Flash Drive Genealogy: How-to Easily Store and Backup Your Important Genealogy Information
I did a survey and got tons of feedback from readers of my Treasure Maps Genealogy newsletter. My goal being to address and help solve problems and concerns that many online genealogy researchers have.
For example, look at the answer to this question:
QUESTION: What is your biggest problem with your computer skills? What would you like to know how to do better that is holding you back?
ANSWER: “Something stupid and basic! I have a flash drive but I haven’t used it yet. I don’t know how to copy my FTM (Family Tree Maker) stuff onto it, and that’s what I got it for.”
I’ve withheld the name because I don’t want anyone to feel embarrassed, but this kind of problem is very common (and it is not stupid). Today, we will go into depth on this topic and I even have a video for you to see that I created just for this lesson (see below).
Why GEDCOM files are a genealogy
researcher’s best friend…
How would you like to no longer stress over GEDCOM files? It is time to solve this genealogy mystery once and for all.
This introduction section shows you what GEDCOM files are and begins to solve the confusion and frustration that surrounds them.
The majority of genealogy researchers don’t know how to work with them and are missing out on so much.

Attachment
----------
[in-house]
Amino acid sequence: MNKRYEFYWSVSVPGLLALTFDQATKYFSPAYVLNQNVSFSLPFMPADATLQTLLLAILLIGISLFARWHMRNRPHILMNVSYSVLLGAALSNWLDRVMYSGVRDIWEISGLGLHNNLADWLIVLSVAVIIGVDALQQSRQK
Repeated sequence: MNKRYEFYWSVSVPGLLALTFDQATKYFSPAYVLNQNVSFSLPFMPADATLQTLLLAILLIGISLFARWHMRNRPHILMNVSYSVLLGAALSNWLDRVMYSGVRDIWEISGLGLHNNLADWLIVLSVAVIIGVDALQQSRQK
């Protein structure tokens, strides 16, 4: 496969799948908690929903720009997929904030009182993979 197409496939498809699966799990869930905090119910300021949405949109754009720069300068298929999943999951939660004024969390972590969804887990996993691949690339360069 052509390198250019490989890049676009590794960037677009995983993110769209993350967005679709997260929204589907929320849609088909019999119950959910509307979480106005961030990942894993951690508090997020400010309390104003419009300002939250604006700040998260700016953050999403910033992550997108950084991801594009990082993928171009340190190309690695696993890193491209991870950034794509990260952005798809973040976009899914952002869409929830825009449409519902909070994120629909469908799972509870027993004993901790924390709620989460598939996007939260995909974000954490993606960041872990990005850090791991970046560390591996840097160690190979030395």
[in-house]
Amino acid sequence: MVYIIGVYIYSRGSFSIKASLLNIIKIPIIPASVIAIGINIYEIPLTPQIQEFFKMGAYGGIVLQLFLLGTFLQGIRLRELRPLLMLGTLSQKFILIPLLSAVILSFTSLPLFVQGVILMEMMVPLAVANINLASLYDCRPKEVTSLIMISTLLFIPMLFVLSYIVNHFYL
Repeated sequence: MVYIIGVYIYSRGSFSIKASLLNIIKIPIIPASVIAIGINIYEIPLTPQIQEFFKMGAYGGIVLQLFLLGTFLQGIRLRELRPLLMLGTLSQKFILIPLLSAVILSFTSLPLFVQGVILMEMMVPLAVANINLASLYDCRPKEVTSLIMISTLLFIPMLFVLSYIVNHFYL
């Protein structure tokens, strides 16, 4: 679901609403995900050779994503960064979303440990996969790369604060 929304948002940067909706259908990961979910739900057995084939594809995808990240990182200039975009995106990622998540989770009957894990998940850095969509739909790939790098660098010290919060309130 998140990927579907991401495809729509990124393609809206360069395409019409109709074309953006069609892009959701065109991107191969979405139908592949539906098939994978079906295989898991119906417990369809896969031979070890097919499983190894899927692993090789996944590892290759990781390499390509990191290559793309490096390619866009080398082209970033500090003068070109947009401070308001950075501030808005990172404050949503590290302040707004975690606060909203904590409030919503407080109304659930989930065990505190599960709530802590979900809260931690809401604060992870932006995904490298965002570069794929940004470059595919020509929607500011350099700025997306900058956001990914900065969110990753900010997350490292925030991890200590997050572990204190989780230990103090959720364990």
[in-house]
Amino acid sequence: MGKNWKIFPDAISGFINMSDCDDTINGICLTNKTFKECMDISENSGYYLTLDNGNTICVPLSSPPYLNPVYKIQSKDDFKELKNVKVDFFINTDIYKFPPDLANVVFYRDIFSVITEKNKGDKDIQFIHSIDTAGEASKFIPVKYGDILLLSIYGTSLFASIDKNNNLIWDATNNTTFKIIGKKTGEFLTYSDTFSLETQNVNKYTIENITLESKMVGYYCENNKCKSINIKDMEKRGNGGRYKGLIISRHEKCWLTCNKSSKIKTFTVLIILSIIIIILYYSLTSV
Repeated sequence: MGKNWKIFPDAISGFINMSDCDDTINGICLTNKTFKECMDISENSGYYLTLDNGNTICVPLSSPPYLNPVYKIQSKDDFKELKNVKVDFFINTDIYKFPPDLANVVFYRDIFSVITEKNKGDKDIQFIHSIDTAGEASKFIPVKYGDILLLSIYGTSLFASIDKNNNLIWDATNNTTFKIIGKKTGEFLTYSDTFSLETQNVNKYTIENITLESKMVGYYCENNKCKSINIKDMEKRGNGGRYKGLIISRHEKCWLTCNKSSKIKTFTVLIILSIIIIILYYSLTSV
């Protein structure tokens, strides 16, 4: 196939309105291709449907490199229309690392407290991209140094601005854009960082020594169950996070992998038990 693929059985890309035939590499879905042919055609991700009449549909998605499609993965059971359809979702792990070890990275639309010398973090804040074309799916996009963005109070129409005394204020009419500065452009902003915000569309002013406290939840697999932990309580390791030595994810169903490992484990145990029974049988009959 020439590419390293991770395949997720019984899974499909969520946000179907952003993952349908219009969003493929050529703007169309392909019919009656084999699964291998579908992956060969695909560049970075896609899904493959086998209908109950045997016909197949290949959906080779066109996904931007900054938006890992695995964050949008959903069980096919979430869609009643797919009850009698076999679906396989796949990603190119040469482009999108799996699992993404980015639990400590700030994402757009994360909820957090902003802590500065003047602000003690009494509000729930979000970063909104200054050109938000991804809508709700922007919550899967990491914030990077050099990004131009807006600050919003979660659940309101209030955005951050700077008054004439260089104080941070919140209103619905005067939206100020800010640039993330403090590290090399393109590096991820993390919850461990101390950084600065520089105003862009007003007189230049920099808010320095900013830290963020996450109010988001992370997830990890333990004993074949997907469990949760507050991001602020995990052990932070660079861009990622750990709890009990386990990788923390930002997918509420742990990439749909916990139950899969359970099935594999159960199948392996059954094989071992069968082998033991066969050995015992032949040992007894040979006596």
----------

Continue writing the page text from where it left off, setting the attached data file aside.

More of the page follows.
Over the years, I’ve found this GEDCOM file issue to be a stumbling block with the majority genealogy researchers.
Here is genealogy GEDCOM file video workshop for you, with step-by-step lessons in an easy-to-understand presentation. This workshop will help solve your GEDCOM file phobias once and for all.
Do you want to see something refreshing? This will make you feel good and give you hope, knowing that some of the younger generation will continue our genealogy research.
You know that the words youth and genealogy are not usually found in the same sentence together.
The older we get, the more we appreciate the value of our family history. That’s why it is rare to see children and teenagers interested in genealogy, and why it is usually the “mature generation” who are involved in researching their family tree.
Meet Elyse: She’s 19 years-old, goes to school, has a boyfriend, loves Harry Potter, and has created 15 videos about genealogy on YouTube.